On Tuesday, a coalition of Sonoma County medical professionals, parents, teachers and students called for an extension of local mask mandates in order to protect residents hardest hit by the Covid-19 pandemic.
The forum, which centered the experience of the county’s Latinx and immigrant communities, came in response to the state’s decision roll back many pandemic restrictions as part of the state’s new “endemic” strategy.
In late February, California Governor Gavin Newsom announced that the state would no longer require schools and child care facilities to require masks. In the absence of a statewide requirement, local school districts may independently decide to keep mask mandates in place. In Sonoma County, that means 40 separate school boards will decide whether or not to require students and staff to wear masks after the state requirement lapses on Friday, March 11.
Speakers at the Tuesday forum argued that extending mask mandates for a few weeks or through the end of the school year would help control case loads, protecting school employees, students and the larger community, especially those disproportionately impacted by the pandemic.
For instance, while Latinx residents make up 23.7% of the county’s population, they have suffered 50% of documented Covid cases, 40% of hospitalizations and 31% of deaths, according to county data.
“[Sonoma] County has made a verbal commitment to address inequity, and this is one critical time to put that commitment into action by keeping the school mask mandate in place until we ensure equitable access to the tools we know keep people safe: rapid tests, high-quality masks, education about new paid sick leave laws,” Dr. Jenny Fish, one of the organizers of the forum, said in a press release last week. “Omicron is still with us, and it is still having a disproportionate impact on our Latinx and immigrant community.”
“There are already not enough teachers in our schools, so taking away masks will put them at risk as well as our children, especially those with health problems or disabilities. Our children can wear masks for a little longer to protect themselves, and our community,” added Irma Garcia, an immigrant community member, mother of two and board president of the North Bay Organizing Project.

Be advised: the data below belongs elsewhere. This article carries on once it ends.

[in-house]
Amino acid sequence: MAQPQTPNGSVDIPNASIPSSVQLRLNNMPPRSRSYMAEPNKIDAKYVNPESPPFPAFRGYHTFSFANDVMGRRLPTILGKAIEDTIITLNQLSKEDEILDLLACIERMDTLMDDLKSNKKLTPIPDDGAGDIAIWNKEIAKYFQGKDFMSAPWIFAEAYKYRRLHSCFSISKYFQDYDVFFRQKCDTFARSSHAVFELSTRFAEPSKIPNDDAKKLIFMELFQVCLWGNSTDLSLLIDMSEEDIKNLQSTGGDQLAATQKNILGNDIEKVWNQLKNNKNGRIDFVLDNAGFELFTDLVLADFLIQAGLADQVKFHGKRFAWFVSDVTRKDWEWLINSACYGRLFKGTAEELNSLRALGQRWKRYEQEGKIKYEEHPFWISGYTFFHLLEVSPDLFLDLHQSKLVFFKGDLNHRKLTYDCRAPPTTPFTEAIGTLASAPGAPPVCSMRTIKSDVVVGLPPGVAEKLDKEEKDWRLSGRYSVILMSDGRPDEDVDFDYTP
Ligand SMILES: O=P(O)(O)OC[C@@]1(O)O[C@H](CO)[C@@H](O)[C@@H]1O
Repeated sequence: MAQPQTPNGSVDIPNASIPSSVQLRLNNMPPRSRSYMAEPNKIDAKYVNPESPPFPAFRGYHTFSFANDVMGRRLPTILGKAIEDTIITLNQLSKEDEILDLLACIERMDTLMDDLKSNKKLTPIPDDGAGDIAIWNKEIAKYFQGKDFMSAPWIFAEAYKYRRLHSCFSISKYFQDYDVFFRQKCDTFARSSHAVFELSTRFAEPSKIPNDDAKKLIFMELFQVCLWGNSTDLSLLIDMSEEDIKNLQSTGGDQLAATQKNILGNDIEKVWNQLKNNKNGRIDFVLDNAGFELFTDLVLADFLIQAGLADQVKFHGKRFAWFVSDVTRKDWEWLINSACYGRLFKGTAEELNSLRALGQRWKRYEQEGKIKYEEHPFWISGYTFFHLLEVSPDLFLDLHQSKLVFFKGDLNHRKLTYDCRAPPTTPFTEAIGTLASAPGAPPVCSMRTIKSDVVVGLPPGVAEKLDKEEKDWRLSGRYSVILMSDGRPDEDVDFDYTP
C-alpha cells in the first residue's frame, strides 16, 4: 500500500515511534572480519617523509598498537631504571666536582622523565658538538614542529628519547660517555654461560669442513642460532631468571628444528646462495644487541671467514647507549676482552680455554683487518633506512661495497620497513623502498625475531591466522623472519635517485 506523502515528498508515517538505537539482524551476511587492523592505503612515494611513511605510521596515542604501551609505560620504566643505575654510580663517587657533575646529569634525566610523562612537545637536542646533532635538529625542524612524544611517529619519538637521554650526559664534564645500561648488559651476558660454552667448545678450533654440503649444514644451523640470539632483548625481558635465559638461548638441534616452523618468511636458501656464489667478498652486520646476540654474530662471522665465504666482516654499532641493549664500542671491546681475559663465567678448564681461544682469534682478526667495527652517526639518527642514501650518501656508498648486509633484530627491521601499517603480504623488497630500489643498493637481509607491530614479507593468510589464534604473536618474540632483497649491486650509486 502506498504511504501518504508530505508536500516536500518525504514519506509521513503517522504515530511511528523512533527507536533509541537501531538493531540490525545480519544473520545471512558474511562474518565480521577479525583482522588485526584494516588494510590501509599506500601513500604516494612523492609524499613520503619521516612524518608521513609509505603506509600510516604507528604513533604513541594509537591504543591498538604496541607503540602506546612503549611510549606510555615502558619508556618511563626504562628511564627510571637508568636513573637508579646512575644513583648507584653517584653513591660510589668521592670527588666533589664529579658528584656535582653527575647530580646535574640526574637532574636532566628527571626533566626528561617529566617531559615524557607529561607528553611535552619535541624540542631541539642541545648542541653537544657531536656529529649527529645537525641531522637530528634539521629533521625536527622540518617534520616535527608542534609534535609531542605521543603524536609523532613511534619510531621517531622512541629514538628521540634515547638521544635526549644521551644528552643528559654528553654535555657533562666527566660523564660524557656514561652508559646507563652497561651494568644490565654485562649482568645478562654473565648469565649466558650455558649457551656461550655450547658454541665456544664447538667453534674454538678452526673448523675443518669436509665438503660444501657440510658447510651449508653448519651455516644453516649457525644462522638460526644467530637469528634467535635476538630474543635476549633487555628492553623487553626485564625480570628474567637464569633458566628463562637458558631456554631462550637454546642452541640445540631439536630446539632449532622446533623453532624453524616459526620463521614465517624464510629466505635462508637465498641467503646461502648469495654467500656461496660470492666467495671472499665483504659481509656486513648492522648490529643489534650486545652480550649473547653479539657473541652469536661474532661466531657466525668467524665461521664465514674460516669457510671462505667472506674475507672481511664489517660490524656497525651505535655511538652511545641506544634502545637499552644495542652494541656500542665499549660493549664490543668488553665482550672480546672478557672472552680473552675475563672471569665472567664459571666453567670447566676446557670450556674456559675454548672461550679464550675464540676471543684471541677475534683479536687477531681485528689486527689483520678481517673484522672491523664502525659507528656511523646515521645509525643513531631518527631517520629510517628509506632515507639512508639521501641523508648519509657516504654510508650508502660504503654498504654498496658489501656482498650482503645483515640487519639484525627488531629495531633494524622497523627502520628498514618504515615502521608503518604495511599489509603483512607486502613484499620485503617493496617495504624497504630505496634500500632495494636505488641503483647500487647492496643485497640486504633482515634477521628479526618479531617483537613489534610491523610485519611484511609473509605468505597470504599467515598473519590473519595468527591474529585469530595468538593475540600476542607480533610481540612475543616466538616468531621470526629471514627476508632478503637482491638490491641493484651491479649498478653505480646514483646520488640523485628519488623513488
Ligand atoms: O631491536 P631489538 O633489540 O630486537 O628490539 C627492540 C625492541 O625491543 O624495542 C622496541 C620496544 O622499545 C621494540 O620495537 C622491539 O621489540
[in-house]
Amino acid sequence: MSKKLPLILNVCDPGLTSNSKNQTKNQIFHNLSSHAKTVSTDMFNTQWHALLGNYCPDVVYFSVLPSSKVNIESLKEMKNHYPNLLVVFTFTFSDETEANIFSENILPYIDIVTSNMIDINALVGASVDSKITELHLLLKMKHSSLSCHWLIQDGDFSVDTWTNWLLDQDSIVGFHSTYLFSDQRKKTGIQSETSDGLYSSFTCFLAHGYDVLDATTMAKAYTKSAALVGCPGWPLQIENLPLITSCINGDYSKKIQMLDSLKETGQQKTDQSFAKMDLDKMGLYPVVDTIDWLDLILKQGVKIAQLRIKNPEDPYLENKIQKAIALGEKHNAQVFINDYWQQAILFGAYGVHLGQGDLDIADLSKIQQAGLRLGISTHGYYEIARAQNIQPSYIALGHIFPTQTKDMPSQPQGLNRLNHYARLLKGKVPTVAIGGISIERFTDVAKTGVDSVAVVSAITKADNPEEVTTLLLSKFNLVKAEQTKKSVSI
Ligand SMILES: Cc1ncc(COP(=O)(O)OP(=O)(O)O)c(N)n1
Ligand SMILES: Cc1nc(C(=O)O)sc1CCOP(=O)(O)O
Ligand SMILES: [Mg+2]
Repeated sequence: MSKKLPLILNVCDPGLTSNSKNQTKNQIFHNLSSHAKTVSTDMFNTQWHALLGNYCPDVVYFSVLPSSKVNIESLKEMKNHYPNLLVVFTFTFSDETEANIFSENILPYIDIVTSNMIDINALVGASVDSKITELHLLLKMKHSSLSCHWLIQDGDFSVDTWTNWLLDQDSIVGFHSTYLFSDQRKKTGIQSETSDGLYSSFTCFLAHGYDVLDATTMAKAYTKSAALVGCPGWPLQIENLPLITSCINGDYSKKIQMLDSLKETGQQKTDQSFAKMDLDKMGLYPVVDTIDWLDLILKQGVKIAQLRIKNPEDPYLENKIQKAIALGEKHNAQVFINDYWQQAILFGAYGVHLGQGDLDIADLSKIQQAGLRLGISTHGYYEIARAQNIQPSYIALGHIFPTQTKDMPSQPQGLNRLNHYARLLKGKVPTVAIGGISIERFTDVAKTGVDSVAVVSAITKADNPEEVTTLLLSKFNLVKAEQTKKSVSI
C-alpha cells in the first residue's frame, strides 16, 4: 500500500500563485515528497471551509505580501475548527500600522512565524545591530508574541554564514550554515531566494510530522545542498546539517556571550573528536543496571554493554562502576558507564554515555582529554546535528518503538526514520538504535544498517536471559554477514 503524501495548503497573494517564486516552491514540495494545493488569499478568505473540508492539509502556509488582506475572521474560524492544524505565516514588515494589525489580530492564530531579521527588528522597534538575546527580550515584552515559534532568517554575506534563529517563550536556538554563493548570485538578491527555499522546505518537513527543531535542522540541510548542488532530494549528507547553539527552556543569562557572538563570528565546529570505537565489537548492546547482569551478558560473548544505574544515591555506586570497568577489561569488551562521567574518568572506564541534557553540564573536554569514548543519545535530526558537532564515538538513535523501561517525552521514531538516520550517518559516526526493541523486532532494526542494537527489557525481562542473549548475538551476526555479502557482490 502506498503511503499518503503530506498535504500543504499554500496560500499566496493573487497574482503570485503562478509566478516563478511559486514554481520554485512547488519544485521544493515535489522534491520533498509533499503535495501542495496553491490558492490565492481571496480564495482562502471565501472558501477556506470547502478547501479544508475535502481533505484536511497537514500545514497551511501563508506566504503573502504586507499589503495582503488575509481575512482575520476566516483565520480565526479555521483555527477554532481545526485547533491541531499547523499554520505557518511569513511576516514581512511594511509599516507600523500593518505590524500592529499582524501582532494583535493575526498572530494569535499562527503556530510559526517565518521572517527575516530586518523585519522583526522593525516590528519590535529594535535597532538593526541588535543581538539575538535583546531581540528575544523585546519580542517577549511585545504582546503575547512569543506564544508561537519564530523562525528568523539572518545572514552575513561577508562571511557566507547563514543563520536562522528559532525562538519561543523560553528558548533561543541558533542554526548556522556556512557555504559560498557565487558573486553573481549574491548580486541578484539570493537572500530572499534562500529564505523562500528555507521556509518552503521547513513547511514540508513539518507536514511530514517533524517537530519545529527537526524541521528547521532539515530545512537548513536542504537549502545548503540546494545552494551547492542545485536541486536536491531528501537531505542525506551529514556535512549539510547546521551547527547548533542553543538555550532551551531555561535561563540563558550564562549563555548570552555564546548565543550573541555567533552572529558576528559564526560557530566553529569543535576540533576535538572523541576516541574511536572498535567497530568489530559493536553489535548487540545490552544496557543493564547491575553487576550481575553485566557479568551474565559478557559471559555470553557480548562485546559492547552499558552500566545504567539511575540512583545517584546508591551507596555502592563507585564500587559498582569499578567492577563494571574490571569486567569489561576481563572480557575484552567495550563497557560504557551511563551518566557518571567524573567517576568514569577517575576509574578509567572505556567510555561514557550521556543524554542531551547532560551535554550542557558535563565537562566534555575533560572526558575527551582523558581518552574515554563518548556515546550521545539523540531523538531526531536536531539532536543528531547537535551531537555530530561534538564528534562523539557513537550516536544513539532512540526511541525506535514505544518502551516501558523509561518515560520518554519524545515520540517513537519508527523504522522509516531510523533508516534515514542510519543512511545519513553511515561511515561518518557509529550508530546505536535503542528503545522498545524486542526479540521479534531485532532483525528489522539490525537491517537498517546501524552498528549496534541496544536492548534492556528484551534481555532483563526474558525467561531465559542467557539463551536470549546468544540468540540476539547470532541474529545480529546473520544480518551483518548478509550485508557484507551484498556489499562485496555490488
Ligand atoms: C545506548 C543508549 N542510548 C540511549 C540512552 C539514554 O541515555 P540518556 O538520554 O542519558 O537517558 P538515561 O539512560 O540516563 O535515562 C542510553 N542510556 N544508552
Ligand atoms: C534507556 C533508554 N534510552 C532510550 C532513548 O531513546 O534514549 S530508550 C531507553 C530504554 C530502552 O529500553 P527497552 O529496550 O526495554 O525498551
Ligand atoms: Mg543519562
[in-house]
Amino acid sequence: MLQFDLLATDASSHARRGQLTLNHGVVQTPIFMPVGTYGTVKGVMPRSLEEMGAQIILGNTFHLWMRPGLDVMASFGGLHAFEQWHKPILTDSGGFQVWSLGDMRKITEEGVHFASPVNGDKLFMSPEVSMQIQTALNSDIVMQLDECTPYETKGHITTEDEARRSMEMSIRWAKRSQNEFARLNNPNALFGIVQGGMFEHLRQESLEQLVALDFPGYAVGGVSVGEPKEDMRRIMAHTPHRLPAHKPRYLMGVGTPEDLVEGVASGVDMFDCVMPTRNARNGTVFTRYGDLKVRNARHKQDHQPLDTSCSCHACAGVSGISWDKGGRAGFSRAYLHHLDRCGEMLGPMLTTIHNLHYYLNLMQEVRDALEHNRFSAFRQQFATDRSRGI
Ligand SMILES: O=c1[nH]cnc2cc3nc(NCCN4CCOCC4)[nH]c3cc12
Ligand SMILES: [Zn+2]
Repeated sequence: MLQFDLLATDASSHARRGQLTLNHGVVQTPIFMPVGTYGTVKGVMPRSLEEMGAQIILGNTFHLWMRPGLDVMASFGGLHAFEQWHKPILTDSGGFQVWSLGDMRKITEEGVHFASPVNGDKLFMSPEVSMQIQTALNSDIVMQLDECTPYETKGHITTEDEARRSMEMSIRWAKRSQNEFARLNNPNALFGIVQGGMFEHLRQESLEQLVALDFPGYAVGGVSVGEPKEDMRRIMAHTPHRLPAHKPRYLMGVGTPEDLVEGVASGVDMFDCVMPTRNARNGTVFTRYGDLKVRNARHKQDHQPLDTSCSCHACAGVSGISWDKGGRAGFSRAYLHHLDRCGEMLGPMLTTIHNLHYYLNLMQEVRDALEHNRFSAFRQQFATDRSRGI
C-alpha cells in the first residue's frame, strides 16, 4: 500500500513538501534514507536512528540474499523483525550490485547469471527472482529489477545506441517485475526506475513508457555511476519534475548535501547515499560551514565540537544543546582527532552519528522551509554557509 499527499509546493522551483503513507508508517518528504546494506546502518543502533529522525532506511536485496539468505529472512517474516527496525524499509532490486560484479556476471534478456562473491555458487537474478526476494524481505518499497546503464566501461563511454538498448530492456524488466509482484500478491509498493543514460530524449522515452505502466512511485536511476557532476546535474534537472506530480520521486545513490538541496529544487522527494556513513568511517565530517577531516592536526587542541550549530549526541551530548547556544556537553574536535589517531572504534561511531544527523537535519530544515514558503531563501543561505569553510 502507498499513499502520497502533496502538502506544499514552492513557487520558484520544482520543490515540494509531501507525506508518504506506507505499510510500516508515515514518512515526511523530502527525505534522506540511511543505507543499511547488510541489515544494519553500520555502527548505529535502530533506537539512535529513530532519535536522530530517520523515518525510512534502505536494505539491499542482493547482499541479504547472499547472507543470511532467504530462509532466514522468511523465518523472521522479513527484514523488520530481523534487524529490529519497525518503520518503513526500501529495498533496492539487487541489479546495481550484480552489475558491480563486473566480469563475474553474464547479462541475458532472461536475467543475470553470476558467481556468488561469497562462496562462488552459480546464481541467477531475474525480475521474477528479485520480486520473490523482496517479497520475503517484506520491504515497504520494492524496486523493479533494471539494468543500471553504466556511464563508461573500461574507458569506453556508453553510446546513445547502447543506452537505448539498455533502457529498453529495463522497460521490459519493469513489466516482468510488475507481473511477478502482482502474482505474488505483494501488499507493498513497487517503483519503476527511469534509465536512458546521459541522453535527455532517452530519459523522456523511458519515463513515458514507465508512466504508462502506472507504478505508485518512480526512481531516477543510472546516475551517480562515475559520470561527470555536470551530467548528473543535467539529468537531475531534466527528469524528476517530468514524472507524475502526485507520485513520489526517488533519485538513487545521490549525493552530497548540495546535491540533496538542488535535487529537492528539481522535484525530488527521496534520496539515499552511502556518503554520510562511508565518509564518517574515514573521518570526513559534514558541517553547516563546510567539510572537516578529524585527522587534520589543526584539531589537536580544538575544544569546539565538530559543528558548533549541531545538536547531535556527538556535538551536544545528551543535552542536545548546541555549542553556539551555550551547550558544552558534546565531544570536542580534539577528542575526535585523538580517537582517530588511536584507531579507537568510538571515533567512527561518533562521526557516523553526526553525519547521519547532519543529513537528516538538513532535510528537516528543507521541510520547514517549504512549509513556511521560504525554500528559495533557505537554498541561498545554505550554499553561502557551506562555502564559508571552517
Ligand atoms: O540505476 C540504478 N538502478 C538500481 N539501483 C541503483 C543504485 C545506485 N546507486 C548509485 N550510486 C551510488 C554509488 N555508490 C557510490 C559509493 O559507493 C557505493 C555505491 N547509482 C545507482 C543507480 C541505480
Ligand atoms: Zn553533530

Organizers of the forum included H-PEACE, the CURA Project, and Latino Service Providers. Members of Movimiento Cultural de la Union Indigena, Las Luchadoras, Roseland CBI, ALMAS, Mujeres Unidas, La Familia Sana, Sonoma Valley Food For All and the North Bay Organizing Project’s Immigrant Defense Task Force also participated in the event.
Parents speaking at the forum voiced concern that many children are still not vaccinated, making outbreaks at school more likely.
According to county data, only 39% of children aged 5-11 have been fully vaccinated, compared to 81% of Sonoma County’s overall population. Children under five are still not allowed to receive the vaccine.
Sonoma County school-aged residents 17 years old and younger have accounted 22% of cases throughout the pandemic and 25% of cases in the past 60 days, according to the county’s data dashboard.
Local public officials who attended the virtual forum expressed sympathy in response to the testimonies shared at the event, but indicated that decisions about mask mandates will be left to the county’s school districts.
“I understand where you’re coming from. This is a really scary prospect for a lot of people and I really welcome everything that you’ve said,” Dr. Sundari Mase, Sonoma County’s health officer, said during a public comment portion of the forum.
Mase added the county’s recent health order dropping mask mandates in most public spaces for vaccinated individuals “does not mean in any way that we don’t think that masking is one of the most important things for our community, to protect our kids, to protect everybody… from Covid.”
In a Feb. 9 statement announcing the upcoming health order, county officials “strongly recommended masks be used as an effective tool to prevent the spread of the virus especially when case rates are high, or when additional personal protection is needed.” (In a Feb. 15 open letter to county officials, Sonoma County healthcare workers and community organizers urged the county to extend broader mask mandates “a few more weeks until the end of the current Omicron surge.” The county did not do so.)
At the March 8 forum, Mase urged attendees to “Please take your message to school districts, because they’re making the decisions for us about the masking of kids.”
Reaching out to school districts will be a time-consuming affair for parents looking to offer their opinion on masking. Sonoma County, which has a population of just shy of half a million residents, has 40 school districts. That’s nine more than the 31 districts serving New York City, a metropolis with a population of 8.4 million.
Judging from a recent Press Democrat article polling 18 local school districts, some districts have already decided to drop the mandates as early as next week.
The county’s largest school district, Santa Rosa City Schools, has not yet made a decision. The district’s Board of Education will discuss extending the school mask mandates and other matters at a meeting tonight.